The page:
<<返回上一页

Crystal surfboard

发布时间:2019-03-08 06:10:13来源:未知点击:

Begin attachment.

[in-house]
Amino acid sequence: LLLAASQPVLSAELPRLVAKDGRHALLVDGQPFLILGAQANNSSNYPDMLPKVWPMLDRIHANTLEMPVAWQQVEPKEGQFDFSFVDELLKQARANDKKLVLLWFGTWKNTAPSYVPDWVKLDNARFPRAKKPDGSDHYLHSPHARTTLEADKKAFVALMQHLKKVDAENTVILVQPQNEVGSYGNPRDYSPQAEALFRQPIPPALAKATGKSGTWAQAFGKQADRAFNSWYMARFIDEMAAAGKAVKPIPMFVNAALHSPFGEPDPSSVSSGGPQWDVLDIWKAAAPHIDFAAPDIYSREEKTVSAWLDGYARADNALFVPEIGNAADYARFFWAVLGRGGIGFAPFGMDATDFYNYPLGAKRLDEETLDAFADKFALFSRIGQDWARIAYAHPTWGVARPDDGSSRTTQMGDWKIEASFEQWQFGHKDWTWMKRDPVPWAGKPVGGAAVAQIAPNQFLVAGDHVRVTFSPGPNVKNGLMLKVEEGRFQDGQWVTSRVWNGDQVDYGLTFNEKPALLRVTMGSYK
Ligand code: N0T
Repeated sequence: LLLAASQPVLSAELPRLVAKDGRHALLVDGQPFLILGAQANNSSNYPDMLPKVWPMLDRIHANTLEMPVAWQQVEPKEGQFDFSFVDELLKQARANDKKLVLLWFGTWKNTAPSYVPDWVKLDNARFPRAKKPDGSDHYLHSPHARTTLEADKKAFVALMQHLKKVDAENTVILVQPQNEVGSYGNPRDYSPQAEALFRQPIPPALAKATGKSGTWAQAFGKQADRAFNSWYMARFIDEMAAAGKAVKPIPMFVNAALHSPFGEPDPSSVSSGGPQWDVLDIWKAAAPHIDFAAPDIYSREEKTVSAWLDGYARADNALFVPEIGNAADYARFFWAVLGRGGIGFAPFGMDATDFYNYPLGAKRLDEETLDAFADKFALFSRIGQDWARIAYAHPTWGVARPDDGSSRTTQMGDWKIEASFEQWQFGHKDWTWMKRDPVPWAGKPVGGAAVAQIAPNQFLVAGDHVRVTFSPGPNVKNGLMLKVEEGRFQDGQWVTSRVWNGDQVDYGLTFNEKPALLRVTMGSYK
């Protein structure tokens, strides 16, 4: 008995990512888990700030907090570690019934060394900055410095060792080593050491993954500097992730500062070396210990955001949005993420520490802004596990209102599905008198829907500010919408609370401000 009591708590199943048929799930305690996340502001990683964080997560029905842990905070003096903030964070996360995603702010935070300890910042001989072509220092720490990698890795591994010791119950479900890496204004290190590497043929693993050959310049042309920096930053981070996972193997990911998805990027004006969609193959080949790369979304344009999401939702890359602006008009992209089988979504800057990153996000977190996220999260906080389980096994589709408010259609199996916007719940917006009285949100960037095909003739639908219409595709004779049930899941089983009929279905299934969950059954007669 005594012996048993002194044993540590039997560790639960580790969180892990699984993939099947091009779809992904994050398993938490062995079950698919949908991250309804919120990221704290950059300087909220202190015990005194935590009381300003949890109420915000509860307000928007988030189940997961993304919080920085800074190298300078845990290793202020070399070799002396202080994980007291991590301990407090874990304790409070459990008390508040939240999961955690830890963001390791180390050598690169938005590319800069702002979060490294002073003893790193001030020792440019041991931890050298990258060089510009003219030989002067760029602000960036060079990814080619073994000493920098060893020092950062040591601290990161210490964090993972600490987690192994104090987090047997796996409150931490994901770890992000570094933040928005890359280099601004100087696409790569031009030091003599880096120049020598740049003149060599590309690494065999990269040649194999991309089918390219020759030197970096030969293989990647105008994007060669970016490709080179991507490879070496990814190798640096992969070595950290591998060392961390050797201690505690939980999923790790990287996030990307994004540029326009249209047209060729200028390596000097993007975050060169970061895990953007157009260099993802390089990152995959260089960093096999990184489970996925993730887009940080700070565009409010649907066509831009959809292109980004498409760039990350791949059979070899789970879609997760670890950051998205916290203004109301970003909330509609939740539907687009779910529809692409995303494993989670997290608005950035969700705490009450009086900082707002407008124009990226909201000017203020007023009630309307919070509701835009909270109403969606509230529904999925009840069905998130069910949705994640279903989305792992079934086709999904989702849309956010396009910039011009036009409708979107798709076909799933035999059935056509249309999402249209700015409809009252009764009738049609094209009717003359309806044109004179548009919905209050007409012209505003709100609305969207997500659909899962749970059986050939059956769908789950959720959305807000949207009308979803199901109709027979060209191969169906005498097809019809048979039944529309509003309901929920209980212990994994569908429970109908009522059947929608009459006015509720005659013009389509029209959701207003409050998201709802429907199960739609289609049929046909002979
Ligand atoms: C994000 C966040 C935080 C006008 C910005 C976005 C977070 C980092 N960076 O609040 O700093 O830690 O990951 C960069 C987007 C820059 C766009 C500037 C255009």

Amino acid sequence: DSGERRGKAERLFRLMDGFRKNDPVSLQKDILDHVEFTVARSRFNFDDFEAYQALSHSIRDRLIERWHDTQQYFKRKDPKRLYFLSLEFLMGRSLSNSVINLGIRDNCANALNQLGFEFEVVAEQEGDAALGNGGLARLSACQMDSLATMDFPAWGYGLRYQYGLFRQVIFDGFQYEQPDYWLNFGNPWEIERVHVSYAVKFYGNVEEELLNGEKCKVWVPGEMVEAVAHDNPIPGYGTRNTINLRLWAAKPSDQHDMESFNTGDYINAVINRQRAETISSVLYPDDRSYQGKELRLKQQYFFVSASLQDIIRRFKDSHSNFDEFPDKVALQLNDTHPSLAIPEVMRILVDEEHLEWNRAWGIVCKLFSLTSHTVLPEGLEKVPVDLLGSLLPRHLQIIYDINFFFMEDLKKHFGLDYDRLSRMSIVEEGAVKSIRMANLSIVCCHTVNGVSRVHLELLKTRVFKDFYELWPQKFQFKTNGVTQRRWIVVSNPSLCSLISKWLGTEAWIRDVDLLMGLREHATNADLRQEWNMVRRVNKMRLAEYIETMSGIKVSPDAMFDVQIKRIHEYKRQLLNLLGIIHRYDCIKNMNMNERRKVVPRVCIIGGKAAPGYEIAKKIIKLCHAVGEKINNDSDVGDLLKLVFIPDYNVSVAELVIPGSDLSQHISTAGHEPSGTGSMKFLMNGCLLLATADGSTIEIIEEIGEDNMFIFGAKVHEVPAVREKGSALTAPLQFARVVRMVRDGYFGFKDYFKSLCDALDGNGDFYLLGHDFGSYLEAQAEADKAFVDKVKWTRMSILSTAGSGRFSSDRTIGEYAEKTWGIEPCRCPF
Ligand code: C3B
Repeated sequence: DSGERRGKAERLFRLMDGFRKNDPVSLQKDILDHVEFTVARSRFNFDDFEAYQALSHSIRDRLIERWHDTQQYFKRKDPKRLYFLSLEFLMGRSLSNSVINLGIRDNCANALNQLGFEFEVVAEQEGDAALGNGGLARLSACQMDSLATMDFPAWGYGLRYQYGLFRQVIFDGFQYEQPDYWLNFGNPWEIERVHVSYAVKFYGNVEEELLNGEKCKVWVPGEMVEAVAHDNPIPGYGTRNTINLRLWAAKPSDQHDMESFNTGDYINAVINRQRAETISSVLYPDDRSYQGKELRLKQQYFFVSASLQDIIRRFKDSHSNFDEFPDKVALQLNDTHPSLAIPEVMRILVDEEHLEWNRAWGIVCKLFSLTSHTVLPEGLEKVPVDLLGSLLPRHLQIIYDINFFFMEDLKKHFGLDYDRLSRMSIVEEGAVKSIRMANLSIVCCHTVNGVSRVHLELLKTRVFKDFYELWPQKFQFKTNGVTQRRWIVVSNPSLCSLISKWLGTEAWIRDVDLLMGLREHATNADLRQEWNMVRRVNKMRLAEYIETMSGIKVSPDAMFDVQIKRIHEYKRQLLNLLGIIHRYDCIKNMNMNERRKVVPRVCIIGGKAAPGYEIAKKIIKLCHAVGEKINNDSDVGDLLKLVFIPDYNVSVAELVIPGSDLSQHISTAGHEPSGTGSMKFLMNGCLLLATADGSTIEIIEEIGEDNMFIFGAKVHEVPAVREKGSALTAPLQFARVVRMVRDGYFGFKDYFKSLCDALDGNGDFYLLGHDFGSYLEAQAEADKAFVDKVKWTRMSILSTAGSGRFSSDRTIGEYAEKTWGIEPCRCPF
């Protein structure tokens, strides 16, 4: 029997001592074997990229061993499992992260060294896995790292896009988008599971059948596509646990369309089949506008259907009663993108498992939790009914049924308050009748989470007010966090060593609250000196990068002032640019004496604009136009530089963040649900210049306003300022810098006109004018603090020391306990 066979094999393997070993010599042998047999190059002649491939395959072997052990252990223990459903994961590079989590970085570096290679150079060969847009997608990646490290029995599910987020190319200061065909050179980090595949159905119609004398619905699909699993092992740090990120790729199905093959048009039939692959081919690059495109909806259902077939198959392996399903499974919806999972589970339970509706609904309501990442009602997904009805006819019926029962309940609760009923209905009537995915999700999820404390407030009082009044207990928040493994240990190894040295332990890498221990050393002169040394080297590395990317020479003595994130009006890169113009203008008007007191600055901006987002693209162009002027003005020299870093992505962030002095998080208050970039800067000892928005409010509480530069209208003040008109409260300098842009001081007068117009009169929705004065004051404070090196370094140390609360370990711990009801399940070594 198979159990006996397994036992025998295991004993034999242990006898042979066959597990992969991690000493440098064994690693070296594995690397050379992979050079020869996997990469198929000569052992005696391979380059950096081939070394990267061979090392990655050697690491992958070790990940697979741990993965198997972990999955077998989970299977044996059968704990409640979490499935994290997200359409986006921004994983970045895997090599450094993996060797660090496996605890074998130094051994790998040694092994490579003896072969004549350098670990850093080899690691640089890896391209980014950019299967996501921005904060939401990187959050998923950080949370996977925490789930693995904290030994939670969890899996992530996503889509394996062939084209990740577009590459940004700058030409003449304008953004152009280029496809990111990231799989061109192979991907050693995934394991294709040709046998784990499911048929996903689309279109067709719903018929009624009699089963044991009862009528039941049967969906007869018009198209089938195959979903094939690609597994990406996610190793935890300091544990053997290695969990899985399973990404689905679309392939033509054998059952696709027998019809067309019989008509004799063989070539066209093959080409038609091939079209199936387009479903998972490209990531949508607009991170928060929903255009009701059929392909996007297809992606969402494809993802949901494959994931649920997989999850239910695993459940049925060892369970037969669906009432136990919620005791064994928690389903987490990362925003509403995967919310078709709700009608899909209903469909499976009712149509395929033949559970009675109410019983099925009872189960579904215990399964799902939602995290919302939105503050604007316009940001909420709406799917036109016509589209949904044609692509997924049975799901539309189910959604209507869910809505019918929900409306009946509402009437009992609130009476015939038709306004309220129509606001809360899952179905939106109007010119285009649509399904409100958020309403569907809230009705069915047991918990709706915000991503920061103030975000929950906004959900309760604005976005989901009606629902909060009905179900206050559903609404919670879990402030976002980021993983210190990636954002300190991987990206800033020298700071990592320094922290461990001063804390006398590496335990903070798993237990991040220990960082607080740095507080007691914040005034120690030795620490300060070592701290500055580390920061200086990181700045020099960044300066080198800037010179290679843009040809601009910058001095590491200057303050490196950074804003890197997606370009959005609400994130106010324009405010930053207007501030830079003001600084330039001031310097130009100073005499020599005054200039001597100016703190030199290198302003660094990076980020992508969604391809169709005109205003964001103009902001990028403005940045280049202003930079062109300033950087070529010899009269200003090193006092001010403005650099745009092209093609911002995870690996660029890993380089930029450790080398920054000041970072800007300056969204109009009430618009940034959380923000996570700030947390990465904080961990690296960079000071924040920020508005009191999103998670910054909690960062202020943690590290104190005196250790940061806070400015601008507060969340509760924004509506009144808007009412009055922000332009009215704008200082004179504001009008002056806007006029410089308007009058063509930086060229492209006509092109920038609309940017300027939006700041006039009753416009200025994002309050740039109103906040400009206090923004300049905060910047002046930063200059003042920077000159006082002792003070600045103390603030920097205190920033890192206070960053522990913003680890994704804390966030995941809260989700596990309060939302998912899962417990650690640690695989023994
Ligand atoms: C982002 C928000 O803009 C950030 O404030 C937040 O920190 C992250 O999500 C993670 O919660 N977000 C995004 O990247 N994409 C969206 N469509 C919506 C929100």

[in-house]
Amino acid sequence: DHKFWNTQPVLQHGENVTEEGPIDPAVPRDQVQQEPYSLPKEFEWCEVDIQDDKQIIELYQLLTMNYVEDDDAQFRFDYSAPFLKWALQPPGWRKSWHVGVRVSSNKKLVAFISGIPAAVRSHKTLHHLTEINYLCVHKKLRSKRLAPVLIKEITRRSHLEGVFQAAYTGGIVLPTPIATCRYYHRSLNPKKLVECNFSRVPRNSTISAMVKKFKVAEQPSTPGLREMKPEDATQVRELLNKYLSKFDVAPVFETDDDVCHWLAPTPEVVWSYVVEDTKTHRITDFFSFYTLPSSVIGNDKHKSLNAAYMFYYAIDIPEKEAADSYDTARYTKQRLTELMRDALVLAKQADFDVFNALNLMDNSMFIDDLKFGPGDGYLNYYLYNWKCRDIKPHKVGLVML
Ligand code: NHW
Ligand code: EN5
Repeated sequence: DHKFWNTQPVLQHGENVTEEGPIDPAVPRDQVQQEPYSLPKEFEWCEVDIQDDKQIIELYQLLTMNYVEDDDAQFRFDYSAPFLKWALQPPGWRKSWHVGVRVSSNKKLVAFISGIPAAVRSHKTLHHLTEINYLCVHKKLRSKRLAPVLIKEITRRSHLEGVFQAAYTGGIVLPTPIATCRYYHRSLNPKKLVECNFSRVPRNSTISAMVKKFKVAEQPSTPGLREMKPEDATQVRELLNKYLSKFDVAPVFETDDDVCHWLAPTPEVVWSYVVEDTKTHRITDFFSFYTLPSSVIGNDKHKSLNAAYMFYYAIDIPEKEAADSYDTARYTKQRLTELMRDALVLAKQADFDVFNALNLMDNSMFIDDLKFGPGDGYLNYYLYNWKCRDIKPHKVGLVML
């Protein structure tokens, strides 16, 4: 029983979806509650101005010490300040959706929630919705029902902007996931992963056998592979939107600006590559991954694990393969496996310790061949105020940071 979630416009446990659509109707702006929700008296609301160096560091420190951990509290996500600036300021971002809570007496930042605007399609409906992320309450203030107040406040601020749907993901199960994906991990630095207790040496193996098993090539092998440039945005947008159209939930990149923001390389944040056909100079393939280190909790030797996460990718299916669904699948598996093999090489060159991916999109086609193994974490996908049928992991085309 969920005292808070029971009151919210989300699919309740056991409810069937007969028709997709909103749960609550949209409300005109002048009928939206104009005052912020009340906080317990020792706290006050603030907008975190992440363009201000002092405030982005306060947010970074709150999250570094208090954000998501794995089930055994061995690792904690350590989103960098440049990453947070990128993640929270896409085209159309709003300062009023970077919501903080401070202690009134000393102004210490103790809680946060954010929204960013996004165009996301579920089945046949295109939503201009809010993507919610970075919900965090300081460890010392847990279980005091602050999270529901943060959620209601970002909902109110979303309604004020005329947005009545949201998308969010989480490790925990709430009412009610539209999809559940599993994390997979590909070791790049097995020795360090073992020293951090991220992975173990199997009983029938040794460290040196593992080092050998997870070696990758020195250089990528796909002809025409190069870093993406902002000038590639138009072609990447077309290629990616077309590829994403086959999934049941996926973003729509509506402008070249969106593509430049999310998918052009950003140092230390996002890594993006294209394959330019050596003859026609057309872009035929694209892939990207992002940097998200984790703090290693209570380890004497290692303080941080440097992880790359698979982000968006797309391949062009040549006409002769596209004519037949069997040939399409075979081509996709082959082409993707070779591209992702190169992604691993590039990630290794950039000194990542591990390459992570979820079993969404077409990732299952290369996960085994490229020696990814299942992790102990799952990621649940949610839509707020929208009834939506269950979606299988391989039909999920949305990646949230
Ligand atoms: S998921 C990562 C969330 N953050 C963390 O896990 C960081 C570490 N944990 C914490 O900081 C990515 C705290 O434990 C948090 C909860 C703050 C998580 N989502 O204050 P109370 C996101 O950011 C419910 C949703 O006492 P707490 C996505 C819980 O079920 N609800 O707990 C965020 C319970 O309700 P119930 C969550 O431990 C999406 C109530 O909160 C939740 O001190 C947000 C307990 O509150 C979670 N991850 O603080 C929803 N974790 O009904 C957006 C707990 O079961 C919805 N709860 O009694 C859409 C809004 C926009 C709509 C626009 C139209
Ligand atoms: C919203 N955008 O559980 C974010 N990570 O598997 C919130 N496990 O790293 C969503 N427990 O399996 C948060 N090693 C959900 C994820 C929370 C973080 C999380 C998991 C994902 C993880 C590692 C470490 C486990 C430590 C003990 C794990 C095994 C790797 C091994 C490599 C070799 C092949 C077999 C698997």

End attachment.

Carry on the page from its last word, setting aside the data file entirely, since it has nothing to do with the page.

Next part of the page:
By Ben Crystall THE crystals that keep your TV picture in sync could be used as motors in micromachines. Japanese researchers have harnessed nanometre-high waves generated on the surface of a piezoelectric crystal to force a tiny slider to move along it. Eventually they hope to use this effect to build high-precision motors and actuators. Applying a small voltage to a piezoelectric crystal flexes and stretches its atomic lattice, creating a surface acoustic wave. In a TV set, an echo within the crystal is used to set the timing for the electron beam that scans the screen. But when these waves bounce along the surface of a crystal, small objects on top will “surf” along with them. Toshiro Higuchi and his colleagues at the Department of Precision Engineering at the University of Tokyo built their motor using a sliver of lithium niobate 60 millimetres long and 15 millimetres wide. To generate surface acoustic waves, Higuchi and his colleagues apply a 50-megahertz electric field to a piezoelectric lithium niobate crystal. The varying electric field sets a stream of waves in motion. Higuchi has used his motor to move a square silicon slider 2 millimetres along the crystal. As its atoms vibrate, they rub against the slider and push it along. To provide the friction between the crystal and the slider that is needed for the motor to work efficiently, Higuchi mounts the crystal on an iron base plate and uses a small magnet to press the slider onto its surface. A continuous stream of waves along the crystal will move the slider along at almost 1 metre per second, Higuchi has found. Single waves can move the slider in steps of 40 nanometres. This precision could be useful for controlling the position of objects such as read-write heads in disc drives. Higuchi claims his device betters motors of a similar size. It can exert a force of 3.5 newtons, has a fast response, and only requires low voltages to drive it. And, while Higuchi’s latest model is relatively large, one of the biggest advantages is that it can be miniaturised and made part of a silicon chip. “A device just three millimetres across is already possible,” says Minoru Kurosawa, who works with Higuchi. Devices 1 millimetre wide should follow. Derek Chetwynd of the Centre for Nanotechnology at the University of Warwick says the idea has promise. “It could be valuable for specialist applications—moving samples around inside an electron microscope or during chip manufacture, or moving tiny wafers between chemical treatments,